The record discloses that the defendant admitted he had been in the service station and had written a note, but it is the defendant's contention that the note was to be delivered to his brother and that it merely informed his brother that he, the defendant, was going to attend a movie. Defendant further testified that there might have been a prior note which he discarded because it contained some discrepancies. He denied that he had a gun or that he committed the alleged crime. While in jail the defendant wrote to the State's Attorney and this letter was used for purposes of handwriting comparison during the course of his trial. During the trial the defendant was asked to examine the alleged "stick up" note and testified that the same "looks like my handwriting or looks like it could be my handwriting, but it is definitely a forgery. It is not my handwriting."

Other evidence disclosed by the record regarding the alleged crime will be recounted as it becomes material to the issues raised by this appeal.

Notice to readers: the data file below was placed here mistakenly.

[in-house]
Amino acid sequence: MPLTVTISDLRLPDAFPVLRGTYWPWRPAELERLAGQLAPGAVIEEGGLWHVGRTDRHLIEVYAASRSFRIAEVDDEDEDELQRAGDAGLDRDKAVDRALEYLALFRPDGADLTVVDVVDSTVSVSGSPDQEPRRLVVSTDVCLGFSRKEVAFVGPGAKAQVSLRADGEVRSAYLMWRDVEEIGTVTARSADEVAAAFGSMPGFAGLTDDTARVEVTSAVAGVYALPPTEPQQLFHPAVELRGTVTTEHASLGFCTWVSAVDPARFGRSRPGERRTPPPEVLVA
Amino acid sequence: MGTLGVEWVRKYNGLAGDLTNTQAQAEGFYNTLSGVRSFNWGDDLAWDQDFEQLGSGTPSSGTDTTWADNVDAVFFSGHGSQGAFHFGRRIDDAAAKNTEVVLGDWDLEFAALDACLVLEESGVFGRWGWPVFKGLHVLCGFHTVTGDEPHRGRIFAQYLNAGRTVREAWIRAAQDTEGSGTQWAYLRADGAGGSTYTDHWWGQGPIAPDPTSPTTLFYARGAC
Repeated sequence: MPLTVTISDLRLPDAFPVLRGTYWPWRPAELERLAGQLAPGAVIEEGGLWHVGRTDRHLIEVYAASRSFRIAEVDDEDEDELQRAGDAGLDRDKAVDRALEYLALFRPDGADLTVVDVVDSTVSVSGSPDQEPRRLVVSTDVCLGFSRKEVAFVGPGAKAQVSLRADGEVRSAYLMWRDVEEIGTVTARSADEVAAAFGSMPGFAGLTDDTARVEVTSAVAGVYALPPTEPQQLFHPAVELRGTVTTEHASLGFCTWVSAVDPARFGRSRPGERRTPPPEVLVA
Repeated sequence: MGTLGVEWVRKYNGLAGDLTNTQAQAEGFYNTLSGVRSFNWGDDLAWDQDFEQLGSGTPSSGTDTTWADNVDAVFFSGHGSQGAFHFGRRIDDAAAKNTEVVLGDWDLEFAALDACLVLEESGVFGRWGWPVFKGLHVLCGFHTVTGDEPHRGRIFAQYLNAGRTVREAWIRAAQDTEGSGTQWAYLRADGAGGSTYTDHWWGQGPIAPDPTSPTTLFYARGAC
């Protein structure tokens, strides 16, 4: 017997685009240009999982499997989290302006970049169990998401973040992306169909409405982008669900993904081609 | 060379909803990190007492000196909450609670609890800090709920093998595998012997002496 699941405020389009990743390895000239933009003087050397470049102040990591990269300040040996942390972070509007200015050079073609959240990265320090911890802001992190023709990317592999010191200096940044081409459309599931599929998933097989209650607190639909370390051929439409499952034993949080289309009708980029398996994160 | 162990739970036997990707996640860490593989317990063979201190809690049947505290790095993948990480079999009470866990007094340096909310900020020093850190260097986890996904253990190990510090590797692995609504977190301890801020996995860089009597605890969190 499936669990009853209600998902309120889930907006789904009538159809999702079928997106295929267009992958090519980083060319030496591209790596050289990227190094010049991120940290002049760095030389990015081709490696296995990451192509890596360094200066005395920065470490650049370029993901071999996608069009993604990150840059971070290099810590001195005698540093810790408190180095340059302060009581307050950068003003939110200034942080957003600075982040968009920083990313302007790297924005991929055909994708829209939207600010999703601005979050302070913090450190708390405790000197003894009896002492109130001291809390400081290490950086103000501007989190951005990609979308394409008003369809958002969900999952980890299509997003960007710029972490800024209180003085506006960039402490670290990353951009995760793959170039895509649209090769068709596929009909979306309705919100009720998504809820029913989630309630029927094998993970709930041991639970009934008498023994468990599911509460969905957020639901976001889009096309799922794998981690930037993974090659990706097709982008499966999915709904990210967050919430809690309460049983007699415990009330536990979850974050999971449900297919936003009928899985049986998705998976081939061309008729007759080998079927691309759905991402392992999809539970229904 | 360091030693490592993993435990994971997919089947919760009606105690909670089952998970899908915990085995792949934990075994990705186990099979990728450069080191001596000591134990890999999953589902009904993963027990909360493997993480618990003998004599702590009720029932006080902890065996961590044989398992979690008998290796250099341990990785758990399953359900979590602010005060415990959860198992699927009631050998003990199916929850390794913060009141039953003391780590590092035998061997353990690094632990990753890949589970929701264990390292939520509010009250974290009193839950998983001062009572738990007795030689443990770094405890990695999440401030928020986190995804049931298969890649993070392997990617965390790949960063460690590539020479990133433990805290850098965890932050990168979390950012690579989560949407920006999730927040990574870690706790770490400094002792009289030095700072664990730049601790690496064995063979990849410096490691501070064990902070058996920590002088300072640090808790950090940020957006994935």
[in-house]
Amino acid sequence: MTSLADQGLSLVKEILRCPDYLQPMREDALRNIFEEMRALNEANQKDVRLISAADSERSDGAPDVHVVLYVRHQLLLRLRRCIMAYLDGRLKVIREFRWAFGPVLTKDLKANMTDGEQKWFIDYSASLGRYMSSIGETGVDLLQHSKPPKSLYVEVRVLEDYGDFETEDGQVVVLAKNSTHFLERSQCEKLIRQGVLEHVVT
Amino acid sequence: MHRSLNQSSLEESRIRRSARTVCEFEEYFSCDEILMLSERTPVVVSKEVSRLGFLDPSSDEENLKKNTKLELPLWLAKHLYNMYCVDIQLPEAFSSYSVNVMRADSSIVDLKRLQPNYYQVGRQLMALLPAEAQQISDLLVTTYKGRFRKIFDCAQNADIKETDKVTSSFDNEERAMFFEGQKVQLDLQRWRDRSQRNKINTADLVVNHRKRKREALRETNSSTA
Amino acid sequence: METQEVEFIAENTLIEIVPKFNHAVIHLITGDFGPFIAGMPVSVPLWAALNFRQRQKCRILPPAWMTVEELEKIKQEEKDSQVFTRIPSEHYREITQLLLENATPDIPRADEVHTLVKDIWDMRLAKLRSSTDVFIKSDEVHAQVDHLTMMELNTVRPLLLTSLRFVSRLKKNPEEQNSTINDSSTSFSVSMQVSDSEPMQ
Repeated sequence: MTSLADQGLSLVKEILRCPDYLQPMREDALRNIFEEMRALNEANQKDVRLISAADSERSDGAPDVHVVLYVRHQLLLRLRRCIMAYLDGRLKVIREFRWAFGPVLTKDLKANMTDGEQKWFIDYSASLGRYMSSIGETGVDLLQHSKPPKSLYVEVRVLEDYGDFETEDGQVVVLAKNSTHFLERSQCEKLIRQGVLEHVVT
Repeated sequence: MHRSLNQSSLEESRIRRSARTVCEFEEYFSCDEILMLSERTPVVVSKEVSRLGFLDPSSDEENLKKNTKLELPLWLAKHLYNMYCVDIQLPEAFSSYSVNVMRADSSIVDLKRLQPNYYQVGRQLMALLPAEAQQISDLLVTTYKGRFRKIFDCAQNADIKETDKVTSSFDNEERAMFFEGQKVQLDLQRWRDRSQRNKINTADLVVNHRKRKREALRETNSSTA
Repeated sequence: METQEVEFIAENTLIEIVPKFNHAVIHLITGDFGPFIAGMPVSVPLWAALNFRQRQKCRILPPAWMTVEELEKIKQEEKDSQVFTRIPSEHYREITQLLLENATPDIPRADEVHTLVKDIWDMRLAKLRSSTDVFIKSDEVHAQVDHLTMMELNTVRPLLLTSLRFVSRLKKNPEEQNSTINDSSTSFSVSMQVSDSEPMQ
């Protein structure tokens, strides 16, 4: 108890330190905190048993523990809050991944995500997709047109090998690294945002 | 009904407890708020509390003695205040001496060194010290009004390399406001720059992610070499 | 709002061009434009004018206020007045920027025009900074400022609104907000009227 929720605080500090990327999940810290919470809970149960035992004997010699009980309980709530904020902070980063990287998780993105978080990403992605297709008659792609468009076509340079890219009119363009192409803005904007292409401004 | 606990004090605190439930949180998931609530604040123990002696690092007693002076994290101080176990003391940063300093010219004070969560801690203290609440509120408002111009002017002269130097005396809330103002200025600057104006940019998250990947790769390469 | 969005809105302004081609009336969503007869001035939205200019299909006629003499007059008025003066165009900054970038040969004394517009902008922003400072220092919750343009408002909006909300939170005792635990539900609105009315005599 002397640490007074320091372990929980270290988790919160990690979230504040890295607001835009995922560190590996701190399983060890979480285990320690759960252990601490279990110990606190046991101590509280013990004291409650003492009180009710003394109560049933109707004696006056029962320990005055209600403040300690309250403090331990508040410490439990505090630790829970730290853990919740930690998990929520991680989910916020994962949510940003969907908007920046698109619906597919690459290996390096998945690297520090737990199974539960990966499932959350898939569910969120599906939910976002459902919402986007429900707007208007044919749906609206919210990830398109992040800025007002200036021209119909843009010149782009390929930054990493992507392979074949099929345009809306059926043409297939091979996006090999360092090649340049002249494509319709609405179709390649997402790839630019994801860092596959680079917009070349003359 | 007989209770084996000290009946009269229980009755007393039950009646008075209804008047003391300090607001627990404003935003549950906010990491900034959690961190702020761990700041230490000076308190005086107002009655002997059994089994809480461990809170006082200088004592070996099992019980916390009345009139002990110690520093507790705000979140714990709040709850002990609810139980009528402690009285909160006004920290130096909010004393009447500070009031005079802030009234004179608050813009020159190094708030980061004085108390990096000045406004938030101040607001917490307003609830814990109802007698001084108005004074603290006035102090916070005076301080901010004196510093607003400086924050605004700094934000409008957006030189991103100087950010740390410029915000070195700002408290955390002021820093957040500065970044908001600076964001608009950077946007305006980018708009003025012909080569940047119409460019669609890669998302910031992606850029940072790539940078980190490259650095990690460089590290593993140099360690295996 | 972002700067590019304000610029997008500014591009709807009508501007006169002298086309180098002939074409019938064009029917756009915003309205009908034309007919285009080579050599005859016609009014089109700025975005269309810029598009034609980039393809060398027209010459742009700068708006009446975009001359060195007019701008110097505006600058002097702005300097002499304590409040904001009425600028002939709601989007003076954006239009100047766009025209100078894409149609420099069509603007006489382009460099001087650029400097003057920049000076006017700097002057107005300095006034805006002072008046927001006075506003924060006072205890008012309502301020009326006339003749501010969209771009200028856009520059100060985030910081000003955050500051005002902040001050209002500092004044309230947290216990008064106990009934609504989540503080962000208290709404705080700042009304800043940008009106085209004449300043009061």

The defendant contends that the court committed reversible error when a witness, Dolores Morran, was permitted to testify as a handwriting expert. As to the qualifications, this witness stated that she had worked at a local bank and from the year 1944 to 1959 she had been employed as a teller. During that fifteen year period she had the responsibility of making comparison of signatures in order to determine their genuineness. The signatures on checks would be compared with signatures which were on file at the bank. She stated she had to do this many times. She further stated that if there appeared to be any discrepancy the supervisor or someone in the bookkeeping department would also assist in making a determination. During this period of time she made thousands of comparisons. Since 1960 she served as an assistant vice president of the bank and among her duties was required to approve checks and was authorized to solve some of the problems of the banking field, which included problems of forgery. It was her testimony that when there was any doubt as to the authenticity of a signature she might ask for a person's drivers license or other identification and compare the signatures appearing on such document with the signature that the bank had on file. Respecting forgeries she stated that on occasions a customer will claim that a check which cleared his account is a forgery and she would then compare the check with an affidavit. The foregoing is the substance of the testimony of the witness, Dolores Morran, as to her qualifications.